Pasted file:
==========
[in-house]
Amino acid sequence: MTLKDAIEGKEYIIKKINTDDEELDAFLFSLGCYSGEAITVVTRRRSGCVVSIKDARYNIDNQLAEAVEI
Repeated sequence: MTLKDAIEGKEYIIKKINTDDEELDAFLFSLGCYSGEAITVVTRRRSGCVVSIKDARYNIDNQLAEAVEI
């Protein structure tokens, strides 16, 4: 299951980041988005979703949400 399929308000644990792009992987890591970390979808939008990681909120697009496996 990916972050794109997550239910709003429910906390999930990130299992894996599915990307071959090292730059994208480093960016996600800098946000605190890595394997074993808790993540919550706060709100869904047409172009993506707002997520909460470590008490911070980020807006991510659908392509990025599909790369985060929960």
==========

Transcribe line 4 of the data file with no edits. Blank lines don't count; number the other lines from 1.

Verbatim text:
């Protein structure tokens, strides 16, 4: 299951980041988005979703949400 399929308000644990792009992987890591970390979808939008990681909120697009496996 990916972050794109997550239910709003429910906390999930990130299992894996599915990307071959090292730059994208480093960016996600800098946000605190890595394997074993808790993540919550706060709100869904047409172009993506707002997520909460470590008490911070980020807006991510659908392509990025599909790369985060929960």